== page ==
Sprint Cup Series driver A.J. Allmendinger publicly commented on his "temporary suspension" from NASCAR for recently violating its substance abuse policy.

In his statement released on Tuesday, Allmendinger is petitioning NASCAR to test his "B" sample. The 30-year-old driver failed his initial drug test that he took the last weekend in June when the series competed at Kentucky Speedway.

Prior to last Saturday night's 400-mile race at Daytona International Speedway, NASCAR announced that Allmendinger was suspended "based upon notification of a positive 'A' test NASCAR received from the Medical Review Officer as stated in Section 19-11B (6,7) of the NASCAR Substance Abuse Policy."

NASCAR also noted, "Pursuant to the rule book, Allmendinger has the opportunity to request within the next 72 hours that his "B" sample be tested." That deadline was Tuesday.

"I have informed NASCAR that I have requested that the 'B' sample be tested, following the steps according to NASCAR's 2012 rule book regarding this situation," Allmendinger said in his statement. "I fully respect NASCAR's drug usage policy and the reasons they have it. I am hoping this can get resolved as quickly as possible so that I can get back to driving the No. 22 Penske Racing Dodge."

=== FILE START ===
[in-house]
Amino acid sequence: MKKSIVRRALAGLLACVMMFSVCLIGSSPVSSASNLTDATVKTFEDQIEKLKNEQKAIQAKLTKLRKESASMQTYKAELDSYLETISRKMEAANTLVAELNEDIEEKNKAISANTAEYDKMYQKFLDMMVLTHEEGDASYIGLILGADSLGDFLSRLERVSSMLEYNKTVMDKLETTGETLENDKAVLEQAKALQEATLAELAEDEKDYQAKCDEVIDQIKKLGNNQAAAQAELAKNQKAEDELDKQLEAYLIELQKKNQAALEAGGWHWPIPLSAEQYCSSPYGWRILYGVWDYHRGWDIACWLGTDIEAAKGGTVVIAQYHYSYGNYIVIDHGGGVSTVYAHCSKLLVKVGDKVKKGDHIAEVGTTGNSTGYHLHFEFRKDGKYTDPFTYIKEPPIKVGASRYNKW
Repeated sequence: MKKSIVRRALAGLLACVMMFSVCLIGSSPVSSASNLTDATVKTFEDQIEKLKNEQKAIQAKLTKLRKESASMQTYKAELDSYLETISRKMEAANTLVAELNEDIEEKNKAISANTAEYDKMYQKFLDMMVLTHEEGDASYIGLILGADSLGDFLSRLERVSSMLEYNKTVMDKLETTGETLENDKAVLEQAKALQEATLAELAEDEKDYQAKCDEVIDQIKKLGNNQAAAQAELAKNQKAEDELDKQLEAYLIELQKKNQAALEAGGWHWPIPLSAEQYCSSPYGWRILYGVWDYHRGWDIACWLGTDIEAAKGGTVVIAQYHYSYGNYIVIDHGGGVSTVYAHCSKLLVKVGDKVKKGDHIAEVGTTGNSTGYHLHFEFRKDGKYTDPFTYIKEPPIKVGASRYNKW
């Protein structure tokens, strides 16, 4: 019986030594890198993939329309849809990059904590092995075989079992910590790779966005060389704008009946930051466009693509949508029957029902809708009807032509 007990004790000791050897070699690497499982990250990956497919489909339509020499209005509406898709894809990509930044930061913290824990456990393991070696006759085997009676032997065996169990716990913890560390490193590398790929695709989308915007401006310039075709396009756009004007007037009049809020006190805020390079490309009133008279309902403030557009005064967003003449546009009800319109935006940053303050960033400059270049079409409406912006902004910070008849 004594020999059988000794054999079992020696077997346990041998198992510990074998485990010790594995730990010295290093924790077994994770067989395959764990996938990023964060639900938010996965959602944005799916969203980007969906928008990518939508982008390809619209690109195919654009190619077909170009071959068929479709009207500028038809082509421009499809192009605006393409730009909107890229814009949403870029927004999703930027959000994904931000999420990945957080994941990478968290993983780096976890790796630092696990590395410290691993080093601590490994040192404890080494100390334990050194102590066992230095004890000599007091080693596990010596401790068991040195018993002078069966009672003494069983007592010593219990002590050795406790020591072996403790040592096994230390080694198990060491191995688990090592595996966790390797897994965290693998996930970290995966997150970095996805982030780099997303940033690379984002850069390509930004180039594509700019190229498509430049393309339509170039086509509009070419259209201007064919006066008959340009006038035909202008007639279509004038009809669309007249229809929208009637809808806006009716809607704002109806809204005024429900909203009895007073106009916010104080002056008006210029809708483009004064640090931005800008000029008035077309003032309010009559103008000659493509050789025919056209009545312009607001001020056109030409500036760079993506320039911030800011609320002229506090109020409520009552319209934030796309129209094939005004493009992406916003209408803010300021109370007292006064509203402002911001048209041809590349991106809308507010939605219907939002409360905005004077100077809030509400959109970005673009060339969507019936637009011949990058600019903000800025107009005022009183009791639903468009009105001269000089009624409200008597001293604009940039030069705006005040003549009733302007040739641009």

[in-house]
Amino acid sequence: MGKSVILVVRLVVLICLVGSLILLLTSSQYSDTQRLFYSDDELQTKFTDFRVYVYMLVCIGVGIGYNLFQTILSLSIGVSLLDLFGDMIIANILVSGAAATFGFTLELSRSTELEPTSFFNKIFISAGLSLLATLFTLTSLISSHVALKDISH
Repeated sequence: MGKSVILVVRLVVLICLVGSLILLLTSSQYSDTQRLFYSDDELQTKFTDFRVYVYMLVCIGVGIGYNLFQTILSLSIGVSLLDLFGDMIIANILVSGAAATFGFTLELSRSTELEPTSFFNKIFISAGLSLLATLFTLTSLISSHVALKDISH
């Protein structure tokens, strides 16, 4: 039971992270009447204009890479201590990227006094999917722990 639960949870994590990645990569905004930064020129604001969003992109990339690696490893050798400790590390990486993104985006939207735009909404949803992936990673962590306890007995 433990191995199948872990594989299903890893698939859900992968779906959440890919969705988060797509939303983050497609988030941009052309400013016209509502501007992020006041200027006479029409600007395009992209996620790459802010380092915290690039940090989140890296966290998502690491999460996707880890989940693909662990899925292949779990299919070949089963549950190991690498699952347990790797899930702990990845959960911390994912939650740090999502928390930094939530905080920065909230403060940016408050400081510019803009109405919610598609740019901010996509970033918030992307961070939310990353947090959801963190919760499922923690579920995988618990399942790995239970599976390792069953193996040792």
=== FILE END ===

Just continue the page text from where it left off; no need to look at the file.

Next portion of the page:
NASCAR has yet to reveal the substance.

Allmendinger is in his first year as driver of the No. 22 Dodge for Penske Racing. He replaced Kurt Busch in the car after Busch was dismissed from the team following the 2012 Sprint Cup season.

Sam Hornish Jr., who drives full-time for Penske in the Nationwide Series, was called upon to substitute for Allmendinger in the No. 22 at Daytona, arriving at the racetrack moments before the start of the event. Hornish will also drive the car this weekend at New Hampshire Motor Speedway.

"I am sorry that this has caused such a distraction for my Penske Racing team, our sponsors and fans," Allmendinger noted. "Obviously, I would never do anything to jeopardize my opportunity here at Penske Racing or to my fellow drivers. I am very conscious about my training and health and would never knowingly take a prohibited drug."

If Allmendinger's "B" sample comes back positive, NASCAR will then place Allmendinger on indefinite suspension, meaning he will have to successfully complete a drug treatment program before he can be reinstated.

Allmendinger is the second Sprint Cup driver to be suspended since NASCAR revised its drug policy prior to the start of the 2009 season.

Jeremy Mayfield failed a drug test in May '09 and has not competed in a NASCAR event since then. Mayfield had continuously lost his legal battle with NASCAR in court.